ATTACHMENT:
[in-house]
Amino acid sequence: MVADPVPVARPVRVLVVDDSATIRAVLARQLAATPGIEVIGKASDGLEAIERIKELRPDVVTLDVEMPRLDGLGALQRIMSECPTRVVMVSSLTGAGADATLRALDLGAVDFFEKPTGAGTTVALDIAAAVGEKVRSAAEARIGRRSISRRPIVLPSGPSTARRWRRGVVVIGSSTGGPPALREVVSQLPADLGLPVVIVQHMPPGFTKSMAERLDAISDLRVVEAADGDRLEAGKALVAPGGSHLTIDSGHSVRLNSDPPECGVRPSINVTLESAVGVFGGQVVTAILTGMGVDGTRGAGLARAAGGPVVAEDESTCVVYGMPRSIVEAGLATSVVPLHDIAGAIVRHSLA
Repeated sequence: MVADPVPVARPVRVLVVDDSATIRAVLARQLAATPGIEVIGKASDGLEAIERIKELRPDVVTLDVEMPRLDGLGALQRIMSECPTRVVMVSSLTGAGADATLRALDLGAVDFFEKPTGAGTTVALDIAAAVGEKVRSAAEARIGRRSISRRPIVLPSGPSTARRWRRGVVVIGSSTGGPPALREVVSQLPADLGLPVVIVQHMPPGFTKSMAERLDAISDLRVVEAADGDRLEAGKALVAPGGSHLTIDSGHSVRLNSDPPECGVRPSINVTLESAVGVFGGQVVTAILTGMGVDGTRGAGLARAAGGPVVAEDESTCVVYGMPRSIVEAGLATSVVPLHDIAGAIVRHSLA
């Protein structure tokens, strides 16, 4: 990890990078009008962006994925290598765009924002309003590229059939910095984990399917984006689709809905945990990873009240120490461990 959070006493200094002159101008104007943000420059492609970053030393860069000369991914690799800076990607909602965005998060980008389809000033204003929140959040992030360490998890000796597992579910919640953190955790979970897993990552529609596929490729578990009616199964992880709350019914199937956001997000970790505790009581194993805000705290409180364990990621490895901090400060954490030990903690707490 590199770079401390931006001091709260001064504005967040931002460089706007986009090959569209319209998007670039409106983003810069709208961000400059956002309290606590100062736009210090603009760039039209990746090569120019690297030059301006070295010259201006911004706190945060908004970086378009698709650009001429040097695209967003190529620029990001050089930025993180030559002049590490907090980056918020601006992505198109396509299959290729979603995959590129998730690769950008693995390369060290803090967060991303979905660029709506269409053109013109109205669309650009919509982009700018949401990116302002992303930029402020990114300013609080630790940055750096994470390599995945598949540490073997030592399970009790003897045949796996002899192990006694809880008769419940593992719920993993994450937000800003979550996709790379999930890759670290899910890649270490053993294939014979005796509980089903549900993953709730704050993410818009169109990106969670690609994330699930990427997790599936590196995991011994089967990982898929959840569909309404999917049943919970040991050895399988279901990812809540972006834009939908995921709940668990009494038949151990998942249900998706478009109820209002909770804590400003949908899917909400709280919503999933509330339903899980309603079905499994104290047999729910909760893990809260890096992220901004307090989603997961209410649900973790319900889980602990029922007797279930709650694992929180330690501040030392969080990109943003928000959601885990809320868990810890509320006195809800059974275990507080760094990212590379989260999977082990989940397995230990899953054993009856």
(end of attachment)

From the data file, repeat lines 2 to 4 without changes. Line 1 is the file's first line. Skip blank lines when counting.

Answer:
Amino acid sequence: MVADPVPVARPVRVLVVDDSATIRAVLARQLAATPGIEVIGKASDGLEAIERIKELRPDVVTLDVEMPRLDGLGALQRIMSECPTRVVMVSSLTGAGADATLRALDLGAVDFFEKPTGAGTTVALDIAAAVGEKVRSAAEARIGRRSISRRPIVLPSGPSTARRWRRGVVVIGSSTGGPPALREVVSQLPADLGLPVVIVQHMPPGFTKSMAERLDAISDLRVVEAADGDRLEAGKALVAPGGSHLTIDSGHSVRLNSDPPECGVRPSINVTLESAVGVFGGQVVTAILTGMGVDGTRGAGLARAAGGPVVAEDESTCVVYGMPRSIVEAGLATSVVPLHDIAGAIVRHSLA
Repeated sequence: MVADPVPVARPVRVLVVDDSATIRAVLARQLAATPGIEVIGKASDGLEAIERIKELRPDVVTLDVEMPRLDGLGALQRIMSECPTRVVMVSSLTGAGADATLRALDLGAVDFFEKPTGAGTTVALDIAAAVGEKVRSAAEARIGRRSISRRPIVLPSGPSTARRWRRGVVVIGSSTGGPPALREVVSQLPADLGLPVVIVQHMPPGFTKSMAERLDAISDLRVVEAADGDRLEAGKALVAPGGSHLTIDSGHSVRLNSDPPECGVRPSINVTLESAVGVFGGQVVTAILTGMGVDGTRGAGLARAAGGPVVAEDESTCVVYGMPRSIVEAGLATSVVPLHDIAGAIVRHSLA
């Protein structure tokens, strides 16, 4: 990890990078009008962006994925290598765009924002309003590229059939910095984990399917984006689709809905945990990873009240120490461990 959070006493200094002159101008104007943000420059492609970053030393860069000369991914690799800076990607909602965005998060980008389809000033204003929140959040992030360490998890000796597992579910919640953190955790979970897993990552529609596929490729578990009616199964992880709350019914199937956001997000970790505790009581194993805000705290409180364990990621490895901090400060954490030990903690707490 590199770079401390931006001091709260001064504005967040931002460089706007986009090959569209319209998007670039409106983003810069709208961000400059956002309290606590100062736009210090603009760039039209990746090569120019690297030059301006070295010259201006911004706190945060908004970086378009698709650009001429040097695209967003190529620029990001050089930025993180030559002049590490907090980056918020601006992505198109396509299959290729979603995959590129998730690769950008693995390369060290803090967060991303979905660029709506269409053109013109109205669309650009919509982009700018949401990116302002992303930029402020990114300013609080630790940055750096994470390599995945598949540490073997030592399970009790003897045949796996002899192990006694809880008769419940593992719920993993994450937000800003979550996709790379999930890759670290899910890649270490053993294939014979005796509980089903549900993953709730704050993410818009169109990106969670690609994330699930990427997790599936590196995991011994089967990982898929959840569909309404999917049943919970040991050895399988279901990812809540972006834009939908995921709940668990009494038949151990998942249900998706478009109820209002909770804590400003949908899917909400709280919503999933509330339903899980309603079905499994104290047999729910909760893990809260890096992220901004307090989603997961209410649900973790319900889980602990029922007797279930709650694992929180330690501040030392969080990109943003928000959601885990809320868990810890509320006195809800059974275990507080760094990212590379989260999977082990989940397995230990899953054993009856």